I congratulate Deputy Neville on bringing forward this Private Members' Bill. While I agree with much of its content, I question its timing and I will be opposing the Bill. This matter is the subject of deliberation by a commission and it is appropriate to await its outcome. We should not blindly follow British Government policy or practice as a matter of routine. In this instance we should copy the actions of that parliament in introducing a similar Bill, but we should first await the outcome of the commission.
Before introducing similar legislation in Britain, the Government there awaited the recommendations of the Home Office consultative paper which sought comments from the public on the issue of sex offenders. That was a sensible and wise practice. The Government did not attempt to pre-empt the outcome of the Home Office paper, and I ask Deputy Neville to adopt a similar policy. It is vitally important that we debate the scope of the proposed Bill, which is intended to register all those convicted of crimes against children and other sex offences. We must carefully examine all the options available within the terms of the Bill before the Government brings forward its Bill.
Much play is made of the prospect of repeat offences. Research carried out abroad does not support the figures quoted. According to the results of the research, certain sex offenders do not reoffend. The repeat pattern of the average non-sex offender is much higher. This issue and many more need to be debated in great depth. There should at least be an indication of the time limits for registration of offenders. This is dealt with clearly in the United Kingdom 1997 Act. Registration requirements should be set down in our Bill. It should not be left to the discretion of the courts. We are all aware of the variation of courts in the criteria used for determining sentences. We do not want any section of the Bill to be open to challenge.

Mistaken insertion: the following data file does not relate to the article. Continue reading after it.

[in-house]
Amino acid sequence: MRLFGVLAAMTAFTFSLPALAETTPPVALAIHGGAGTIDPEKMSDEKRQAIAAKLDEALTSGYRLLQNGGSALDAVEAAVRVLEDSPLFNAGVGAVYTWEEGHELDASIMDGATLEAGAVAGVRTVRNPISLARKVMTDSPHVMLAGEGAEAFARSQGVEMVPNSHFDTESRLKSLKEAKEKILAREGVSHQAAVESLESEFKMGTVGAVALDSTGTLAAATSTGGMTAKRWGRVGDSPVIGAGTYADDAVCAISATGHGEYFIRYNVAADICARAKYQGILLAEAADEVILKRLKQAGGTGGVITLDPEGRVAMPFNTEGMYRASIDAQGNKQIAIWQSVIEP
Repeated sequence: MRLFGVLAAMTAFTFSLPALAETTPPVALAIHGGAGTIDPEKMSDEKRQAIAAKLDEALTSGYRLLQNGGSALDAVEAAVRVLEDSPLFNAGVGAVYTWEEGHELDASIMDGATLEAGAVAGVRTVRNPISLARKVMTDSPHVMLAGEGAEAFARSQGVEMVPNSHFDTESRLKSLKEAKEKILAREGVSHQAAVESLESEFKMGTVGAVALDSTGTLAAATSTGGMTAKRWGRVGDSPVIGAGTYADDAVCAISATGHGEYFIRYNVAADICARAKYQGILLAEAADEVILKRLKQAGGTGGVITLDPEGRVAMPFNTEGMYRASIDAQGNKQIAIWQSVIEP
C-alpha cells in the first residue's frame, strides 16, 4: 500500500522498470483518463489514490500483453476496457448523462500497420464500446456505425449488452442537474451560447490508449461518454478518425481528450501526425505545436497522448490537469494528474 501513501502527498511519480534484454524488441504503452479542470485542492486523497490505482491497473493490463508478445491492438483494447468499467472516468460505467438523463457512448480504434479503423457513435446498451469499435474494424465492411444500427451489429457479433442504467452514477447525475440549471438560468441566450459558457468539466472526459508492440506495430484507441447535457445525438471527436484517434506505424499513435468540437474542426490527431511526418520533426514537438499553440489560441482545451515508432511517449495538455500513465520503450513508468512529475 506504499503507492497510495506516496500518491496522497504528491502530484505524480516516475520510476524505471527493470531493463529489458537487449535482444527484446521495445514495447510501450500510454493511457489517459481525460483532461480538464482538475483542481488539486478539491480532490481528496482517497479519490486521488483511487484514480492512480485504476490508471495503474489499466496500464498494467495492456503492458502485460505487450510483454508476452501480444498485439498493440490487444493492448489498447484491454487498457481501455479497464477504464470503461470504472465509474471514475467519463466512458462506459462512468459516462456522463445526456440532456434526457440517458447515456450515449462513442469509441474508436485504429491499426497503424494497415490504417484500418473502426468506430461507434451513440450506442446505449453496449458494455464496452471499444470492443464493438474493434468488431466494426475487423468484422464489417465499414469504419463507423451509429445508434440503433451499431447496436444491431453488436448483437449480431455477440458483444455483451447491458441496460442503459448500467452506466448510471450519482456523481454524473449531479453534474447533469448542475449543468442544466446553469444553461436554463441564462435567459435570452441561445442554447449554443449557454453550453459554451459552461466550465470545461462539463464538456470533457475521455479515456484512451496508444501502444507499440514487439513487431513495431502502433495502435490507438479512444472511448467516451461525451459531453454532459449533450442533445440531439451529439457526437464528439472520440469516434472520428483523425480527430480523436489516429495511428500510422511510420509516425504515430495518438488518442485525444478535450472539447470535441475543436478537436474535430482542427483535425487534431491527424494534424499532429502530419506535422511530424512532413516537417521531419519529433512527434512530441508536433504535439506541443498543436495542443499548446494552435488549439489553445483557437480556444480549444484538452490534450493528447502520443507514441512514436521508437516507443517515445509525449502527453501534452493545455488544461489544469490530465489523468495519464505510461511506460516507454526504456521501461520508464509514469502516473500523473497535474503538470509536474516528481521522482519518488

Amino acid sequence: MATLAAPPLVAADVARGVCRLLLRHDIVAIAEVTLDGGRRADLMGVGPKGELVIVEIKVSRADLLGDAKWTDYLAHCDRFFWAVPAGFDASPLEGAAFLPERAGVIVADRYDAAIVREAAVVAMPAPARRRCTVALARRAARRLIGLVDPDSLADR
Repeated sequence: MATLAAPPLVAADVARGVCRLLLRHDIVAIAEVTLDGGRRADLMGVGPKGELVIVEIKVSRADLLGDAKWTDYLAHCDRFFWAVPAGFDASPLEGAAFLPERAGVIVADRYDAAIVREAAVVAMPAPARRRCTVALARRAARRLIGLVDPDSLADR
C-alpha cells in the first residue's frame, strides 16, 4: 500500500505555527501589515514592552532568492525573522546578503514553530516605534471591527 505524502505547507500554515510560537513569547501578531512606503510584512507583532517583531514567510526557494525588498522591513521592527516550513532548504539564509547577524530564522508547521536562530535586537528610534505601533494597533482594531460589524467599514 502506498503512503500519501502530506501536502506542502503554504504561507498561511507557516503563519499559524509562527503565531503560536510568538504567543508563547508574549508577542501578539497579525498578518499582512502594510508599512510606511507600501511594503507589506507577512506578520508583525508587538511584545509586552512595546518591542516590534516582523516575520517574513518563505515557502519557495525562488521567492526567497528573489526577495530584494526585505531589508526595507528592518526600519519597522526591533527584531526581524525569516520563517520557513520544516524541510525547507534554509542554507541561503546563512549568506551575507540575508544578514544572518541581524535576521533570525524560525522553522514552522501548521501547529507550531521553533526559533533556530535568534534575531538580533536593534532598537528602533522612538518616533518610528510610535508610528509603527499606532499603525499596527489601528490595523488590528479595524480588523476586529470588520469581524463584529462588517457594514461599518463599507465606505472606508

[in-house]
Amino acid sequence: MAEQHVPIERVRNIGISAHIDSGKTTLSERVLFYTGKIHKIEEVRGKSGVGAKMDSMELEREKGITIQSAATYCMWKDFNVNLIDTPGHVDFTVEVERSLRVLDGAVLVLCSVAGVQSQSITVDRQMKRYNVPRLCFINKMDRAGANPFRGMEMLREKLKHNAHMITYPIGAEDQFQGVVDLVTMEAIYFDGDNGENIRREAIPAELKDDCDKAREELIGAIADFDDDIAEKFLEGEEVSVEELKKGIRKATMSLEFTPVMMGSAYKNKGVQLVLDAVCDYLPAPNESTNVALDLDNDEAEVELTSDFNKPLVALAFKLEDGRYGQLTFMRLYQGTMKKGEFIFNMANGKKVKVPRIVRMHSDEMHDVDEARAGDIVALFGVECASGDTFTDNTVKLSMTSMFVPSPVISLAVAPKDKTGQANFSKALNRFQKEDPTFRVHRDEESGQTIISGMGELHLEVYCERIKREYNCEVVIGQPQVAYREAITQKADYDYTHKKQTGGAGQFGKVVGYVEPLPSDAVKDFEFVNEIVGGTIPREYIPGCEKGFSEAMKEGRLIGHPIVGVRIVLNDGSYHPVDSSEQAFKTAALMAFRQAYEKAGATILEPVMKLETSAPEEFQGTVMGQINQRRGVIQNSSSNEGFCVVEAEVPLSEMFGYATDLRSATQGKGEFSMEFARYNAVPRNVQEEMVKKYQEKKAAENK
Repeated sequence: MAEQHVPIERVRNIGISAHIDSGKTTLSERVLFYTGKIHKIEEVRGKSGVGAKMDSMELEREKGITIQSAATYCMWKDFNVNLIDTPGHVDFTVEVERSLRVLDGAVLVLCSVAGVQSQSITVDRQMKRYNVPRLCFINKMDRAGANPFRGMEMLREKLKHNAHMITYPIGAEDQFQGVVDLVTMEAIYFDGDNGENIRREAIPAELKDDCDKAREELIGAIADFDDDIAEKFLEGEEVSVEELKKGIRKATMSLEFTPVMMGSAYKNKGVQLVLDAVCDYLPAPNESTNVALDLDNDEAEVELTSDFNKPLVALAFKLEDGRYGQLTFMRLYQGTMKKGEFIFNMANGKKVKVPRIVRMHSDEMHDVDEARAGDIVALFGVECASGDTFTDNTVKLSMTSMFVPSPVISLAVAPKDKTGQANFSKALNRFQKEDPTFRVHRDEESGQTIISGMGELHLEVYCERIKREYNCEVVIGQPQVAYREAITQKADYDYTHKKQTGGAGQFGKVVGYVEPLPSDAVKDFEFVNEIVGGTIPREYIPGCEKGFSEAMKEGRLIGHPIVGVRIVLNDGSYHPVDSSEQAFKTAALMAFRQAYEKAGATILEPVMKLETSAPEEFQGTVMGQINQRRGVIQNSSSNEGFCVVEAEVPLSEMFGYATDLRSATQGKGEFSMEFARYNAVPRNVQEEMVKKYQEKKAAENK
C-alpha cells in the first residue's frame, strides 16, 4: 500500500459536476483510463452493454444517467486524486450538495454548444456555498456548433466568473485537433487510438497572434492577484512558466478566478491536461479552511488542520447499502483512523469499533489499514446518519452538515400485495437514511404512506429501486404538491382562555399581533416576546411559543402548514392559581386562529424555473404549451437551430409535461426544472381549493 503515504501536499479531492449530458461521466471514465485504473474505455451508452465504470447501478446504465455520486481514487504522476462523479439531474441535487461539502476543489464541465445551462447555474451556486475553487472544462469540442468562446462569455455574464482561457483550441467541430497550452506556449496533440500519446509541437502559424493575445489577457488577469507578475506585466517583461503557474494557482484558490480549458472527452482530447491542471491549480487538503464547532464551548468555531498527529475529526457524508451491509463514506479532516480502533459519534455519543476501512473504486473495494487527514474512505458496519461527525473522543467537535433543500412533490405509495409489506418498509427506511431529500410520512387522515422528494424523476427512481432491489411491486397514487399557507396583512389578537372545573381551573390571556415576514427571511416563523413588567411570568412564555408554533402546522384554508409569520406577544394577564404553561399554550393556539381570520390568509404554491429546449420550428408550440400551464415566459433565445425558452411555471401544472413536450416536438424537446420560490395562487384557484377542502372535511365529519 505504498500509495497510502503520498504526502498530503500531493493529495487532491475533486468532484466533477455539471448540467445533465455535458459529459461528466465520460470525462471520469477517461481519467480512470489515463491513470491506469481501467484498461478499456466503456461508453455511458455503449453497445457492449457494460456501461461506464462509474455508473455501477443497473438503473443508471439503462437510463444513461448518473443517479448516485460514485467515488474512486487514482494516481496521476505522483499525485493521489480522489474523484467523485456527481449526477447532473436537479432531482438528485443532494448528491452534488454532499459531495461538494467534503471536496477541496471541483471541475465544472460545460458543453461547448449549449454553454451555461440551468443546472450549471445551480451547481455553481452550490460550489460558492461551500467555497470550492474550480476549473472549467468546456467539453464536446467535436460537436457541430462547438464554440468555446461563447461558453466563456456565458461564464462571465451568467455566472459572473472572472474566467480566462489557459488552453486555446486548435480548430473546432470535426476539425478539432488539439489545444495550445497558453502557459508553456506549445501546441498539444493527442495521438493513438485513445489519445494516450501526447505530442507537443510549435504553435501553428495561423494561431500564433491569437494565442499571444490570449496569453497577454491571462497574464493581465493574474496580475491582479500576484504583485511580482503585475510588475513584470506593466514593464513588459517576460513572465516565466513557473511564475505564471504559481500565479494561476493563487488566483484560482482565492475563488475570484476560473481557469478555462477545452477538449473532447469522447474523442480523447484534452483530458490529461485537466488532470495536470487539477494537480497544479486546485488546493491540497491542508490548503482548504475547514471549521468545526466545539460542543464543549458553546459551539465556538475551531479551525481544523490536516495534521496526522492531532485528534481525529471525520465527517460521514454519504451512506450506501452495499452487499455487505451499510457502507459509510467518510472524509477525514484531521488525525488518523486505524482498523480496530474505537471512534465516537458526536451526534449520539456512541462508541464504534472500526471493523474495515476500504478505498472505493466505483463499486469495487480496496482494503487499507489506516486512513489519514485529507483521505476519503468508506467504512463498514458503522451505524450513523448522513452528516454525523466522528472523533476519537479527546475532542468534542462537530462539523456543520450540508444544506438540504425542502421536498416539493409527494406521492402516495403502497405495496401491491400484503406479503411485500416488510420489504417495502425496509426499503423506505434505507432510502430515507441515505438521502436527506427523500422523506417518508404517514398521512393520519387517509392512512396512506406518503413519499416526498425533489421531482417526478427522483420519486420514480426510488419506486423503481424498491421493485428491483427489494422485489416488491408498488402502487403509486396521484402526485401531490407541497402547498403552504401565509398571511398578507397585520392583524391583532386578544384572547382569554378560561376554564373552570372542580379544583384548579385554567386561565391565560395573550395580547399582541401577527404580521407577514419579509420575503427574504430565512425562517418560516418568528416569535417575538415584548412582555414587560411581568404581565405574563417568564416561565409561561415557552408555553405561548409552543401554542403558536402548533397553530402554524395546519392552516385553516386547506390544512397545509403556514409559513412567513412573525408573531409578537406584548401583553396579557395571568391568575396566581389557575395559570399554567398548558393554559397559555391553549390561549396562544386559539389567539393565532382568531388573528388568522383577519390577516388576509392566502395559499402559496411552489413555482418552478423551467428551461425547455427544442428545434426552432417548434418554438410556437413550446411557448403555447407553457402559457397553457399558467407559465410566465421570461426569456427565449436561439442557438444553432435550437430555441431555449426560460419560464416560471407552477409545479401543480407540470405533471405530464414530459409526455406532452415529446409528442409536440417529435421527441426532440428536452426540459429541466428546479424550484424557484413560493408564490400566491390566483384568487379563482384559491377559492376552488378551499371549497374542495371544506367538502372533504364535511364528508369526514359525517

The method of reporting to the authorities is not defined clearly enough. There is ambiguity as to whether an offender should physically report his or her presence to a local Garda station or whether it should be notified in writing only. This needs to be clarified. The penalties for non-notification need to be investigated. They appear to be penal in Deputy Neville's Bill. The inclusion of prison governors among those who are subject to those penalties is off the wall. The requirements for a Garda inspector to get High Court permission for the disclosure of information from the register would be unworkable, totally counter-productive and time consuming and would clog up the system.
Those with sex offence records in all countries with registration systems should come within the terms of this Bill. There are many aspects of the Sexual Offenders Registration Bill which would benefit from deeper analysis and subsequent amendment when the Minister brings forward his Bill. I hope the Minister considers this Bill and includes some of the fine proposals put forward by Deputy Neville. I see no benefit in rushing a Bill through this House which may prove unworkable or unconstitutional.